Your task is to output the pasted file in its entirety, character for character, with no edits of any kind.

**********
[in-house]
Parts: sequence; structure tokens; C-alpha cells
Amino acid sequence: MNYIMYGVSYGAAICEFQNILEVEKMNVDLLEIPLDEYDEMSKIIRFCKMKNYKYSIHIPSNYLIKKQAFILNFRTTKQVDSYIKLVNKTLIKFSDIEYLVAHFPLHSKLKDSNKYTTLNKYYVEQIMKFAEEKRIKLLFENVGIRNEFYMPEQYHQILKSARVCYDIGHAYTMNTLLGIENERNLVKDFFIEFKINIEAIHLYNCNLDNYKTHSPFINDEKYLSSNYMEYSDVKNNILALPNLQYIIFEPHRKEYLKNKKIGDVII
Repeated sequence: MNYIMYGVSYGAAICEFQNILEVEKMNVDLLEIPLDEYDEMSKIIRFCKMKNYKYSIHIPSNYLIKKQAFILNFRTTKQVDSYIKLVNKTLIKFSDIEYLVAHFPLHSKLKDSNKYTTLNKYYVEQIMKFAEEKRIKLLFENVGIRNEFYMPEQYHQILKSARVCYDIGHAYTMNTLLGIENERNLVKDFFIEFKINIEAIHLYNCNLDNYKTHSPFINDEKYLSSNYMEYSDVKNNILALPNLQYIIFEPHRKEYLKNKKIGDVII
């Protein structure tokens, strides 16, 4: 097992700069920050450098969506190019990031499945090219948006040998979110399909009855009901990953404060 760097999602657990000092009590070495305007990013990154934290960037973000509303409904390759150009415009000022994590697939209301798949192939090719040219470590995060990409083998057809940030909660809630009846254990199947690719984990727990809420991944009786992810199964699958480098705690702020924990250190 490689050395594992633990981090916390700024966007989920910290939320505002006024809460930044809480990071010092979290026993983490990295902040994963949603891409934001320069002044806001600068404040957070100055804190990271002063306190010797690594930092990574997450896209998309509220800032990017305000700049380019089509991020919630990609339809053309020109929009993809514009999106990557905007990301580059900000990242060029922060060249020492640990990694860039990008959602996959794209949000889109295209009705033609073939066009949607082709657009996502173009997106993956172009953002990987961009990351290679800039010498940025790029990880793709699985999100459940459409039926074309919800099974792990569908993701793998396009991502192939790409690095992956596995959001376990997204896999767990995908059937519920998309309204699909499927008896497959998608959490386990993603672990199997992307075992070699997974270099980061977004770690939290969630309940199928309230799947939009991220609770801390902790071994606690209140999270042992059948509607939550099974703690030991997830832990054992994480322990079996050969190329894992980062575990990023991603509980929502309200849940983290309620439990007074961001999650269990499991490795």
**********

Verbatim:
[in-house]
Parts: sequence; structure tokens; C-alpha cells
Amino acid sequence: MNYIMYGVSYGAAICEFQNILEVEKMNVDLLEIPLDEYDEMSKIIRFCKMKNYKYSIHIPSNYLIKKQAFILNFRTTKQVDSYIKLVNKTLIKFSDIEYLVAHFPLHSKLKDSNKYTTLNKYYVEQIMKFAEEKRIKLLFENVGIRNEFYMPEQYHQILKSARVCYDIGHAYTMNTLLGIENERNLVKDFFIEFKINIEAIHLYNCNLDNYKTHSPFINDEKYLSSNYMEYSDVKNNILALPNLQYIIFEPHRKEYLKNKKIGDVII
Repeated sequence: MNYIMYGVSYGAAICEFQNILEVEKMNVDLLEIPLDEYDEMSKIIRFCKMKNYKYSIHIPSNYLIKKQAFILNFRTTKQVDSYIKLVNKTLIKFSDIEYLVAHFPLHSKLKDSNKYTTLNKYYVEQIMKFAEEKRIKLLFENVGIRNEFYMPEQYHQILKSARVCYDIGHAYTMNTLLGIENERNLVKDFFIEFKINIEAIHLYNCNLDNYKTHSPFINDEKYLSSNYMEYSDVKNNILALPNLQYIIFEPHRKEYLKNKKIGDVII
């Protein structure tokens, strides 16, 4: 097992700069920050450098969506190019990031499945090219948006040998979110399909009855009901990953404060 760097999602657990000092009590070495305007990013990154934290960037973000509303409904390759150009415009000022994590697939209301798949192939090719040219470590995060990409083998057809940030909660809630009846254990199947690719984990727990809420991944009786992810199964699958480098705690702020924990250190 490689050395594992633990981090916390700024966007989920910290939320505002006024809460930044809480990071010092979290026993983490990295902040994963949603891409934001320069002044806001600068404040957070100055804190990271002063306190010797690594930092990574997450896209998309509220800032990017305000700049380019089509991020919630990609339809053309020109929009993809514009999106990557905007990301580059900000990242060029922060060249020492640990990694860039990008959602996959794209949000889109295209009705033609073939066009949607082709657009996502173009997106993956172009953002990987961009990351290679800039010498940025790029990880793709699985999100459940459409039926074309919800099974792990569908993701793998396009991502192939790409690095992956596995959001376990997204896999767990995908059937519920998309309204699909499927008896497959998608959490386990993603672990199997992307075992070699997974270099980061977004770690939290969630309940199928309230799947939009991220609770801390902790071994606690209140999270042992059948509607939550099974703690030991997830832990054992994480322990079996050969190329894992980062575990990023991603509980929502309200849940983290309620439990007074961001999650269990499991490795």